Men’s cross country has won 13 ACC titles (not counting a “regular season title” in the second year of ACC existence when for some reason there was no championship meet). One of those was prior to 1991. That means 12 of the last 17 titles, including 10 of the last 13.
    Women’s cross country has won 20 out of 30 ACC titles ever awarded. The years they did not win included 1981 & 1982 (when UVa won the NCAA title), 1986 & 1994 (both years NCSU did not field full teams), and to Duke & Florida State teams in the past three years that were ranked second or third in the nation. (Don’t recall their precise NCAA finishes; Duke finished second one year recently, but I think that was actually the year before they were ranked number two all year.) By my count that is 11 titles since 1990. Carolina had Shalane Flanagan, now the American holder for 5000 meters, win four consecutive ACC individuals titles and only won once as a team. They had Blake Russell, who made the Olympic team in the marathon this morning, for four years and she only ran on one ACC championship team. That’s a combined total of 23 ACC titles in cross country since 1990. How many years were those the only titles won by NC State?
    There are now 12 schools in the ACC, and three ACC titles (cross country, indoor track, and outdoor track) available for each sex out of the combined track budget (no separate scholarships for cross country.) If you can consistently bring home one of the three, you are coming out way ahead of the average. Schools pretty much have to make a choice to go all out for cross country, all out for track (and at best not have enough distance depth to be competitive in cross country) or try for a mixed bag and end up battling for fourth place in both seasons. This is more true now than 15 years ago (because it is harder to score in track against athletes from 12 schools) and especially true on the women’s side because with Title IX all 12 schools have full scholarship allotments. Also, with 12 teams, it is more of a certainty that some schools will recognize this calculus, sacrifice one season, and go all-in for the other.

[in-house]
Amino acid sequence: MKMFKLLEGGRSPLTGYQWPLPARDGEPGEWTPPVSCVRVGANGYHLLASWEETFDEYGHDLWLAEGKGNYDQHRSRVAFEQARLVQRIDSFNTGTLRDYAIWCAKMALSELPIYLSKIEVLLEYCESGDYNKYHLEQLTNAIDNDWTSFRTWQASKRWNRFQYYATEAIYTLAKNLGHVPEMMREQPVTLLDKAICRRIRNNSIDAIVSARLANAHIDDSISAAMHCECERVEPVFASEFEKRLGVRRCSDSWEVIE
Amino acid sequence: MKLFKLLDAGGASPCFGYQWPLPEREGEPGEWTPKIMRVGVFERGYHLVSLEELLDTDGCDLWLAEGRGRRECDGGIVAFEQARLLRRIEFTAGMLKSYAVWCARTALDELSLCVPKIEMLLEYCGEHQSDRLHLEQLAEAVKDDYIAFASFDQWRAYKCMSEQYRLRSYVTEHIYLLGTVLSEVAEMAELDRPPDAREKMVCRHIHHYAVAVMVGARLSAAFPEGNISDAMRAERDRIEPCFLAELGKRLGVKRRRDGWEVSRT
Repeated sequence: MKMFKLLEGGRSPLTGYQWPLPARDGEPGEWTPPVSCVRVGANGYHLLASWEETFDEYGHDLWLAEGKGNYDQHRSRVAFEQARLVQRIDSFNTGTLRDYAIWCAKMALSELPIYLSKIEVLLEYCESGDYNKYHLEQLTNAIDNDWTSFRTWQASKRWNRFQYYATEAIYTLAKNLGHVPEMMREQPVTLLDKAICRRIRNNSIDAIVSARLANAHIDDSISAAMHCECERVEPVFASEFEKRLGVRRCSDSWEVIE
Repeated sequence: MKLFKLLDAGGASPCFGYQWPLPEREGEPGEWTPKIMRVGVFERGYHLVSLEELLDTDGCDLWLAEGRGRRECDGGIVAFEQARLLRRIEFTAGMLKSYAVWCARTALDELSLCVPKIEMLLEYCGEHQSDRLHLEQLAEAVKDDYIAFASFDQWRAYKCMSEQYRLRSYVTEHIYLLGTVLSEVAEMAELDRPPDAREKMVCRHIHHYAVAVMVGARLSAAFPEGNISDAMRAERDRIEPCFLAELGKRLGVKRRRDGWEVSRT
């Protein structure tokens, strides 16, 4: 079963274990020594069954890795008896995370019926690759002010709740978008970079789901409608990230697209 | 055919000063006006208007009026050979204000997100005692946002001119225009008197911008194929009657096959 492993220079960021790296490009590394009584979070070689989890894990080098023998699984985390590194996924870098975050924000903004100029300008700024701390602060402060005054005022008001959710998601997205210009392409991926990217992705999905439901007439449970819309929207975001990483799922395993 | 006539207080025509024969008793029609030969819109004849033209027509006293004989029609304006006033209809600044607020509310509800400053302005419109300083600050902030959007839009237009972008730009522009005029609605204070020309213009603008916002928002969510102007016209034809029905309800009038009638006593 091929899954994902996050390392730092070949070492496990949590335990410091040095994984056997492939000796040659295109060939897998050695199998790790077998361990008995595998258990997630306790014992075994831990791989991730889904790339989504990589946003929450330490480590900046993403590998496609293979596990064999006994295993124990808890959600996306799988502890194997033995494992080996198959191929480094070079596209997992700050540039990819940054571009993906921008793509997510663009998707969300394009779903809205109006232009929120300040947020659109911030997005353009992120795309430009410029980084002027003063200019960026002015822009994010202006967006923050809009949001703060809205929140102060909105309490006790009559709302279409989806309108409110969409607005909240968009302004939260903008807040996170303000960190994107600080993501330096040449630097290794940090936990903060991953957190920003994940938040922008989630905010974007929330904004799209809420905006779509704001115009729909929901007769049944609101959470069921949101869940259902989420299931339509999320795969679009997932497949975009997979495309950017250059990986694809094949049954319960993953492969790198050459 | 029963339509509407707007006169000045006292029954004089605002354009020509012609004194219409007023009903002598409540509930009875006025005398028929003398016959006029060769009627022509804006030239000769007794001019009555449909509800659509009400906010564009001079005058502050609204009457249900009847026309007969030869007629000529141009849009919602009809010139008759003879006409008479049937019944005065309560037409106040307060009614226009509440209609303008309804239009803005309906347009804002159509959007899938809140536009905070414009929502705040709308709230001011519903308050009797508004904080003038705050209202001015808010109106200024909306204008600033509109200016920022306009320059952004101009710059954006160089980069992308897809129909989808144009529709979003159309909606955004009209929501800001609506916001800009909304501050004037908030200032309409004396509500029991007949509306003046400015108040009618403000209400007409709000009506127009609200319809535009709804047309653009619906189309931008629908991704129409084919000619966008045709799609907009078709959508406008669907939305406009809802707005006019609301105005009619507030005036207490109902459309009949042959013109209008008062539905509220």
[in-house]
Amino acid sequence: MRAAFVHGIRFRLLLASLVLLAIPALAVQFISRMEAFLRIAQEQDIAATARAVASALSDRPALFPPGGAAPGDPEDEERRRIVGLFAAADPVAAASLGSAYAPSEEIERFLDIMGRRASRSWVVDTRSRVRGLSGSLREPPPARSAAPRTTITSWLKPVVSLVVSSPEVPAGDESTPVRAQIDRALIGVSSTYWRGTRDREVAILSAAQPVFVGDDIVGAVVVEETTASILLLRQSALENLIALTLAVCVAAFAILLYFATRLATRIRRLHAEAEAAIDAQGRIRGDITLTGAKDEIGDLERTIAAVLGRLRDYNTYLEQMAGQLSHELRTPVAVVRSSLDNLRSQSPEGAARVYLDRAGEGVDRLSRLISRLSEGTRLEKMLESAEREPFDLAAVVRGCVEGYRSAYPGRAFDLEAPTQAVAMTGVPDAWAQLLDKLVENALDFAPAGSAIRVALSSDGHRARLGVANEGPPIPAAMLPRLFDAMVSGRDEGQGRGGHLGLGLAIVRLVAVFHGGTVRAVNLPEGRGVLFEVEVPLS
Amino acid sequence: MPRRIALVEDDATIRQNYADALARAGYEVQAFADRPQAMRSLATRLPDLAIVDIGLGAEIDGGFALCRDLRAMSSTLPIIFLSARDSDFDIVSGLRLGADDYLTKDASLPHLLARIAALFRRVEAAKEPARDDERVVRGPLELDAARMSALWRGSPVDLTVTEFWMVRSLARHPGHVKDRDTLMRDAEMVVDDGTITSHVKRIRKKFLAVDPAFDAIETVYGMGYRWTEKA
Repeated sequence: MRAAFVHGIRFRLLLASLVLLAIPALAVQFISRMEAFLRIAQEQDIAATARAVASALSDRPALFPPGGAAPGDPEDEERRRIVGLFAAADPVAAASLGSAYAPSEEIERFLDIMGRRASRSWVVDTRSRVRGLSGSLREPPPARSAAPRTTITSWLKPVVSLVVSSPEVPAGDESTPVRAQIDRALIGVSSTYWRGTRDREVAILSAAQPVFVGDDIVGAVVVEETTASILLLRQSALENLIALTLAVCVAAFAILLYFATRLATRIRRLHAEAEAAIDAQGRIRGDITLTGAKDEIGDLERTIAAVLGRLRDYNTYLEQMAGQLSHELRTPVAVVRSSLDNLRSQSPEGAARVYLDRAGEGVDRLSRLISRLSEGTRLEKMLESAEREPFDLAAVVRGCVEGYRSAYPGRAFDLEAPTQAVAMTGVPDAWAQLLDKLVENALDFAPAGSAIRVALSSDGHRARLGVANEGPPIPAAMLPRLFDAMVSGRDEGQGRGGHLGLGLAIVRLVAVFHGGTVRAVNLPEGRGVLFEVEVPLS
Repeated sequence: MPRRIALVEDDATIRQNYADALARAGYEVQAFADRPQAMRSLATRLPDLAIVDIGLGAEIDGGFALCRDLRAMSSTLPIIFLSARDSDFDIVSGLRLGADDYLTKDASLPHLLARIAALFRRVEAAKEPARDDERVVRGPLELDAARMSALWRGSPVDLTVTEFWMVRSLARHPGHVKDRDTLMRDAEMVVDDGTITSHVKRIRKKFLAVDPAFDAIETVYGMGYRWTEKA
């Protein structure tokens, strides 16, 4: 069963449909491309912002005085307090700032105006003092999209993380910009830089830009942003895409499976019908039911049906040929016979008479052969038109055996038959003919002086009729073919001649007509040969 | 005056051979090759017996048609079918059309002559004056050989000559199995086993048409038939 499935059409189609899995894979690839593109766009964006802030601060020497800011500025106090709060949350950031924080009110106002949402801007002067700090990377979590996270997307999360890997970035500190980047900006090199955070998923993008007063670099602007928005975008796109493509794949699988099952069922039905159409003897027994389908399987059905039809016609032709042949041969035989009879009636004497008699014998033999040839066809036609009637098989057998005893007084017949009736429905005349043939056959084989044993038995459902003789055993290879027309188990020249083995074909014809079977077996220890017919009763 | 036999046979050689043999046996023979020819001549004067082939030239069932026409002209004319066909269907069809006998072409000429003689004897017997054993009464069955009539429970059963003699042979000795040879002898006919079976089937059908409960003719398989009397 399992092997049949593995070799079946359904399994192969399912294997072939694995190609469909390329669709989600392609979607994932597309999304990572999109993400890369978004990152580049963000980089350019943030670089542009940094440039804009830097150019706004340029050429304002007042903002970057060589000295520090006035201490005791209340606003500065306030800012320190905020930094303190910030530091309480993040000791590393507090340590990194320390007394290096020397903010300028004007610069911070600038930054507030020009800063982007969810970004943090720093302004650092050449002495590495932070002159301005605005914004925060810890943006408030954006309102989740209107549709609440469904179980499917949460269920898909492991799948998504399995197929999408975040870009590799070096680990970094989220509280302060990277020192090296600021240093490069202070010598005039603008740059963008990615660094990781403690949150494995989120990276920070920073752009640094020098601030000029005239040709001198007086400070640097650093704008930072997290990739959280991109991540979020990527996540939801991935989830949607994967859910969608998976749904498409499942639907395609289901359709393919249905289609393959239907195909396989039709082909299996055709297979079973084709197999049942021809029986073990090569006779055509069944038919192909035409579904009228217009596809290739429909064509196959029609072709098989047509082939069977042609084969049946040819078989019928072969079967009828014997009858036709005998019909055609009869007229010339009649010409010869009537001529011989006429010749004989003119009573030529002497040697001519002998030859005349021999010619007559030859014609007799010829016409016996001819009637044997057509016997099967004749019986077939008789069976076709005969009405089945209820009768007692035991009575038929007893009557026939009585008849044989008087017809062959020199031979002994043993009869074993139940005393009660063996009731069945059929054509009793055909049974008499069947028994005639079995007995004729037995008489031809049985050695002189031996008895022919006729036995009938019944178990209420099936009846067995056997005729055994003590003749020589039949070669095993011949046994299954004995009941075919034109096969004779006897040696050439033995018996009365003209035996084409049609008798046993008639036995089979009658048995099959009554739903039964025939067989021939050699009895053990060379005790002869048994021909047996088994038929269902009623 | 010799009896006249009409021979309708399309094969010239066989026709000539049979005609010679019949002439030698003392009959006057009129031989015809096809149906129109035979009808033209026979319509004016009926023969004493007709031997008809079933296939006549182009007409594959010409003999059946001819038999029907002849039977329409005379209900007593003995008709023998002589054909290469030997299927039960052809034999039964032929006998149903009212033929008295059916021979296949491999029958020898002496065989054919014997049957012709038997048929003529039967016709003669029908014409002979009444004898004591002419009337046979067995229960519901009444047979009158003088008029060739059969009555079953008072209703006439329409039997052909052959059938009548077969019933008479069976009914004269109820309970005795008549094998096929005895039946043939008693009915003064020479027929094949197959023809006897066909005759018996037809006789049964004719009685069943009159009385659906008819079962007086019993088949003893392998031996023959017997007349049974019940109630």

I think there has only been one (possibly two) occasions when a school has won ACC women’s titles in cross country and track in the same year. Most years the winner in one was not close in the other. In men’s track, Florida State won both in 2005-06. Prior to that, the last team to do it was NC State in 1995-96. Before that, Clemson in 1988-89. And before that NCSU in 1986-87. I think those are the only times in modern ACC history (after the years when Maryland was the only school fielding a competitive track team.) As noted, FSU (and Clemson) both have gotten a lot of sprint points from the football team the last couple of years. FSU basically used the scholarships saved there to bring in some dominant distance runners from Great Britain which accounted for their sweep. The most recent NC State sweep had Alvis Whitted (a track recruit who earned a football scholarship) running the fasted times in ACC meet history in the 100 & 200 and taking the 4×100 from 4th to 1st; Ivan Wagner (a basketball scholarship) winning the high jump; Cordell Smith (football) scoring in the long jump and decathlon, and Darwin Walker (football) scoring in two throws. The Clemson sweep in ’88-89 again had a future NFL’er winning two sprints, another football sprinter, and two dominant foreign distance runners that could not have been afforded if the sprinters had been on track scholarship. (And still, State only lost by two points in track.) The State track titles in the 80’s, including the sweep year, got huge points from Danny Peebles and Izel Jenkins, both who went on to the NFL. But far from being dependent on Frye’s sprinters, the ’88 track team was probably the most well rounded I’ve seen in the ACC – it had NCAA scorers in sprints, distance, jumps, and throws. The point is, winning cross country and track is extremely difficult, and almost never happens unless the team is getting full-scholarship calibre talent from another sport for free.